Programme Impact

Since the programme was first delivered back in 2014 the delivery team have been busy collating and analysing data that proves the programme's value and potential to have an impact on national oral hygiene statistics.


So far over 4000 children have participated in the programme and schools have welcomed support in delivering oral health as part of the National Curriculum.

Children are asked a set of 6 baseline questions surrounding oral hygiene habits before being shown the OWSI film. Data is collected again during the evaluation session, typically conducted 3-4 months later, where results show that more than 80% of children are able to recall the correct answers.

Take a look at our results from the most recent academic year 2017/2018;


How long should you brush your teeth for?

How many times should you brush your teeth each day?

How much toothpaste should you put on your toothbrush?

What is the superhero ingredient in toothpaste?

What is the best time to eat or drink sugary things?

What is the best time to eat or drink sugary things?

% of correct answers at baseline







% of correct answers at evaluation







Schools have reported the positive impact the programme has had on school culture and curriculum. For many it has resulted in wider benefits such as providing additional evidence for Healthy School status, informing Ofsted reports and involving families that are sometimes hard to engage with. The initial driver for the programme was a request from teachers for more support in delivering key oral health prevention messages as part of the curriculum and it appears schools are satisfied with the resulting products.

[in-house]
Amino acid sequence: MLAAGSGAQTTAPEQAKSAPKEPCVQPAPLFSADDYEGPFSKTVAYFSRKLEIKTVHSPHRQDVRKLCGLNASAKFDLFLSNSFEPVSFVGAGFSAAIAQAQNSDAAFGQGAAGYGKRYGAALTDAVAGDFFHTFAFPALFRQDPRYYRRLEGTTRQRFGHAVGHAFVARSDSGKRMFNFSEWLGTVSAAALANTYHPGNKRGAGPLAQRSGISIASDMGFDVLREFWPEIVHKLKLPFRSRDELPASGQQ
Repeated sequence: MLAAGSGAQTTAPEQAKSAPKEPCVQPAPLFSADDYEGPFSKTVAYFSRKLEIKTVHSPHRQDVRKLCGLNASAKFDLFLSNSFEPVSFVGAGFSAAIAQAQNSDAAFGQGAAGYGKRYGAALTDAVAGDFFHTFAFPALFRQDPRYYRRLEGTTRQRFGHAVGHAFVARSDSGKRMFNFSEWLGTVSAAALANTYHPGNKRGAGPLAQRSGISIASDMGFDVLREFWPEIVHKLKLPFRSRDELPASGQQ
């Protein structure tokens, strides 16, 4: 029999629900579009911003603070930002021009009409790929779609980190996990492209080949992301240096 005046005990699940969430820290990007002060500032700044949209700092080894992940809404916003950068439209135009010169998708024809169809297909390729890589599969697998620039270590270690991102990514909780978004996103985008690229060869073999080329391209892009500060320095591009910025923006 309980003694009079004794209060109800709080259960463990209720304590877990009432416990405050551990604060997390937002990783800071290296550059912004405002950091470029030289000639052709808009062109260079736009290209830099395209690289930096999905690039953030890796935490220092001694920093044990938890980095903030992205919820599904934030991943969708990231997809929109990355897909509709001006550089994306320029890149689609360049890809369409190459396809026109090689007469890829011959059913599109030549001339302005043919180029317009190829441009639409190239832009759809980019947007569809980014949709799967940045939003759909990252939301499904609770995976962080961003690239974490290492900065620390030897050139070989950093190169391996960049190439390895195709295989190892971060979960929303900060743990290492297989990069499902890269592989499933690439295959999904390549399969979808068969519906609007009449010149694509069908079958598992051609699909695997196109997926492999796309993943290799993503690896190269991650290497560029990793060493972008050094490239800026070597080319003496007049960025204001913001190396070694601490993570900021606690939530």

“Children and staff were completely buzzing about it yesterday. Literally my whole class say they brushed their teeth last night and this morning, that’s got to be a first” . (Primary School Teacher)


Developing the “Open Wide and Step Inside” in partnership with local stakeholders has resulted in a programme with high acceptability and integration into the local health and education system. One of the strengths of the programme is its adoption of NICE guidance with respect to community engagement, and its co-design with participants, resulting in a programme aligned to the local needs of communities. It complements existing oral health activities in the city and while there are limitations to this evaluation, feedback received indicates the programme is working successfully and achieving its objectives of improving oral health integration into curriculum in local schools in a fun and engaging way.